Typically an au pair is a young, single person from overseas who wants to come to Australia to learn English and live as a member of an Australian family. Au pairs can be expected to do a combination of child care and light housework duties in exchange for board and a small allowance ($7 per hour). As the global crisis we currently face has paused International travel, Au pairs might be hard to come by but a very cost effective and reliable option if you can snag one.
Occasional, Flexible or Casual Care Services
Outside of school care hours are usually only available to children who are 5 – 13. These are typically run at school or through childcare centres. To entertain the children, they run either incursions or excursions. Personally, when they are doing excursions, I find that this is great value for money! There is no way I could entertain my child the whole day with the fees they charge. Companies are now offering child minding workshops etc. However, these are usually only for a few hours and quite expensive compared to the OCSH care services. Best way to find what is happening in your local area is to google vacation care in your local area. Keep an eye out at your local sporting associations as they often run sport clinics too.
The friends & family bubble
Friends and family can be a great, free option for care. During most lockdowns, there has been a “providing care” clause that allows for the care of children as a reason to leave your house. A great way to work together is to create a bubble and kidswap. Share the care between families – one household has the children one day, and the other family have them on another day. Be sure to adhere to the health and safety advice.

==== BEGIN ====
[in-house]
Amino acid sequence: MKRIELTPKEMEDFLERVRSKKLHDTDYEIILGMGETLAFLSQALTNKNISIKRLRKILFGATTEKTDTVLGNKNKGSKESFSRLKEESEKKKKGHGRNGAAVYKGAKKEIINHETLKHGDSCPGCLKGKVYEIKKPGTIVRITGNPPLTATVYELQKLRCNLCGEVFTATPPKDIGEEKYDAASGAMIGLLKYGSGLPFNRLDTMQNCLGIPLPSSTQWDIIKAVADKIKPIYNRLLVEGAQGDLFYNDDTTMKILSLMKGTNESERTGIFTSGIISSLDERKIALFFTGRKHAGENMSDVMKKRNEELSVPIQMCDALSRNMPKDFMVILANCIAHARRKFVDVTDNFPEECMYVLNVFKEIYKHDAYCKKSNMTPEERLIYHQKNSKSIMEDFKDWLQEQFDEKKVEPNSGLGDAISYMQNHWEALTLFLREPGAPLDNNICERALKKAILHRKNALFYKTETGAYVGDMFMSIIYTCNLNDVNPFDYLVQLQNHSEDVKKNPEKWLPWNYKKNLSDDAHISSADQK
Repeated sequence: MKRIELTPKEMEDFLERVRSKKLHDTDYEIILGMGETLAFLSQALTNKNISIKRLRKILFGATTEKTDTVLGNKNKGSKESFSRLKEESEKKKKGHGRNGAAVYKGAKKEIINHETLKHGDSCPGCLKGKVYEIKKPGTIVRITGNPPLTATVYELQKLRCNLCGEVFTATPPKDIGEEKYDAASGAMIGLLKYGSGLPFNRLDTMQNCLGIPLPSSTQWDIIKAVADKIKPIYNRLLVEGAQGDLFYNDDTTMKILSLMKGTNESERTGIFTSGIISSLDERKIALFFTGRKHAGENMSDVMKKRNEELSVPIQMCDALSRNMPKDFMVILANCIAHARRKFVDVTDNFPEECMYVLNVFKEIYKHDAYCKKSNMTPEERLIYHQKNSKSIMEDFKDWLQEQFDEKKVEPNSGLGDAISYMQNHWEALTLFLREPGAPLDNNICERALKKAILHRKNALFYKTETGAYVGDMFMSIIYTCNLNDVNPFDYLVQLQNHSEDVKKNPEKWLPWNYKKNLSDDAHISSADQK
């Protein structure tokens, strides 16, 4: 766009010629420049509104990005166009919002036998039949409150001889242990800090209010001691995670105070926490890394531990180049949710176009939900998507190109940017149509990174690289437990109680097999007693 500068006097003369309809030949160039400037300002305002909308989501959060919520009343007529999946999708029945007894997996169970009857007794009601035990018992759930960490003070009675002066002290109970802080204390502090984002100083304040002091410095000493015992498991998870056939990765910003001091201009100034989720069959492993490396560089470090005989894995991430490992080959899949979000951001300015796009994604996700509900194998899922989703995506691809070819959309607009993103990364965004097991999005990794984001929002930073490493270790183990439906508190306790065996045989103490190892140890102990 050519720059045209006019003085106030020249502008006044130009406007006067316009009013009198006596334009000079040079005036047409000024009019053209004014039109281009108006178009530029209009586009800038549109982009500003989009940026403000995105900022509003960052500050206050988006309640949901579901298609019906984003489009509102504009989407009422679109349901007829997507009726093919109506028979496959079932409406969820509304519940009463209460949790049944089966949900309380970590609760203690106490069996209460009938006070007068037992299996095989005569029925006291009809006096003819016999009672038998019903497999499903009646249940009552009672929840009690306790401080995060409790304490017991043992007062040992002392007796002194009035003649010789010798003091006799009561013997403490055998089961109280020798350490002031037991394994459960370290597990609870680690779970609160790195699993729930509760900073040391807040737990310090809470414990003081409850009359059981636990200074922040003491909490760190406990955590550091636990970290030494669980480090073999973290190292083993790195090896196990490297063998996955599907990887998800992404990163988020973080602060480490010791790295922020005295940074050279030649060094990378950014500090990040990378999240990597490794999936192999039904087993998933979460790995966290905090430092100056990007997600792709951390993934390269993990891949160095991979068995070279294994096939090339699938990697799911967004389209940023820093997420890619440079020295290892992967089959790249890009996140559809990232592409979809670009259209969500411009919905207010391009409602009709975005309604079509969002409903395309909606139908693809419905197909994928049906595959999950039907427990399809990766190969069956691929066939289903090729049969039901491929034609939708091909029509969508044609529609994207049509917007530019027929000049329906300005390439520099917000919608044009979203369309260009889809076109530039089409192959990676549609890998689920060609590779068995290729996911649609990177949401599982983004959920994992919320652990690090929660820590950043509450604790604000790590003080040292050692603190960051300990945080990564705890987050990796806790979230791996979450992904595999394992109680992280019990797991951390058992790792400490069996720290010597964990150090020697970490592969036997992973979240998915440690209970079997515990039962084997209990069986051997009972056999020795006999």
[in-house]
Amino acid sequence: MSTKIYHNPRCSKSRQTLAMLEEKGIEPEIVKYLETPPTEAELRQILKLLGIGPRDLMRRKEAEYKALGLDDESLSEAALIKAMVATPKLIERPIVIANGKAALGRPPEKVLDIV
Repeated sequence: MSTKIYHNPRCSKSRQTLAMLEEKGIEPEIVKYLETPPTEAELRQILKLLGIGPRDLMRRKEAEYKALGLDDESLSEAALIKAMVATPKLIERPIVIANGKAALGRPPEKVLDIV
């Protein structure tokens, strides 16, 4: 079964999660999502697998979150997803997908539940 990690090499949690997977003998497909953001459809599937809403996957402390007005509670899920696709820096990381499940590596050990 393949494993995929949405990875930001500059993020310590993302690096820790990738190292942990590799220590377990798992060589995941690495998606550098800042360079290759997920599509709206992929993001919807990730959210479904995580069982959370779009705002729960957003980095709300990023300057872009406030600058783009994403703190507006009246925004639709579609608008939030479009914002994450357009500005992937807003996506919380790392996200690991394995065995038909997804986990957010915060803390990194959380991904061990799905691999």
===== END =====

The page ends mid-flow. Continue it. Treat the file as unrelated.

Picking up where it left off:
In-home care (babysitters)
A babysitter’s key task is to look after children, of all ages. However, they can also perform extra tasks and responsibilities which provides families flexibility and security for a daily routine. For example, coordinating pick ups and drop offs to activities, birthday parties, play dates etc. Some will even help with house chores to save you the hassle of cooking and cleaning after a long day too.
If you’re on a budget, a great way to share the cost is to share the care with another family. For multiple children, the hourly rate can slightly increase but you’ll still be better off. For a babysitter in Australia, you can expect to pay an average of $18.84 per hour.
Babysitters are a flexible option when needing short-term care on an adhoc basis. I find Kiddo App a great place to find a babysitter available in your area on demand. The best part about Kiddo App is that no one can advertise unless they have a valid Blue Card and Police Check. They also take care of the payment side too. It’s basically Uber for babysitters.
Stay up-to-date with the in-home care rules, and monitor any changes or new requirements through Government websites. The Department of Health and Safe Work Australia sites provide current information, and the Department’s Fact Sheet For In-home Care Workers and Guide for Home Care Providers detail ways to deliver normal, yet precautionary, in-home care at this time.